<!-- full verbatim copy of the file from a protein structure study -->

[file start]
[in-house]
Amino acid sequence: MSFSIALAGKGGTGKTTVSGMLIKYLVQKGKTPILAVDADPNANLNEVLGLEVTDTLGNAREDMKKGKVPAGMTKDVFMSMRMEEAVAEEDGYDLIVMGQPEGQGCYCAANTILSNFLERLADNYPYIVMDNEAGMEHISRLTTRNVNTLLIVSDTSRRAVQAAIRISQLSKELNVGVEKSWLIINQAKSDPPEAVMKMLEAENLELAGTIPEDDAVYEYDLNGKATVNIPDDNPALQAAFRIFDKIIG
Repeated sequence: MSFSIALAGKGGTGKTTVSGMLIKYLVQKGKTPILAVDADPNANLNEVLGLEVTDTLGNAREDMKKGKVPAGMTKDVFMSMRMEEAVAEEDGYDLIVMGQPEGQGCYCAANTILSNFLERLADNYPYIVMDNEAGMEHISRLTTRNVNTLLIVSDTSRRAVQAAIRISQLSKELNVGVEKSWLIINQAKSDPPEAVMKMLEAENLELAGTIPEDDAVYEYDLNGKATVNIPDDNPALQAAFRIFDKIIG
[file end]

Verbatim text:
[in-house]
Amino acid sequence: MSFSIALAGKGGTGKTTVSGMLIKYLVQKGKTPILAVDADPNANLNEVLGLEVTDTLGNAREDMKKGKVPAGMTKDVFMSMRMEEAVAEEDGYDLIVMGQPEGQGCYCAANTILSNFLERLADNYPYIVMDNEAGMEHISRLTTRNVNTLLIVSDTSRRAVQAAIRISQLSKELNVGVEKSWLIINQAKSDPPEAVMKMLEAENLELAGTIPEDDAVYEYDLNGKATVNIPDDNPALQAAFRIFDKIIG
Repeated sequence: MSFSIALAGKGGTGKTTVSGMLIKYLVQKGKTPILAVDADPNANLNEVLGLEVTDTLGNAREDMKKGKVPAGMTKDVFMSMRMEEAVAEEDGYDLIVMGQPEGQGCYCAANTILSNFLERLADNYPYIVMDNEAGMEHISRLTTRNVNTLLIVSDTSRRAVQAAIRISQLSKELNVGVEKSWLIINQAKSDPPEAVMKMLEAENLELAGTIPEDDAVYEYDLNGKATVNIPDDNPALQAAFRIFDKIIG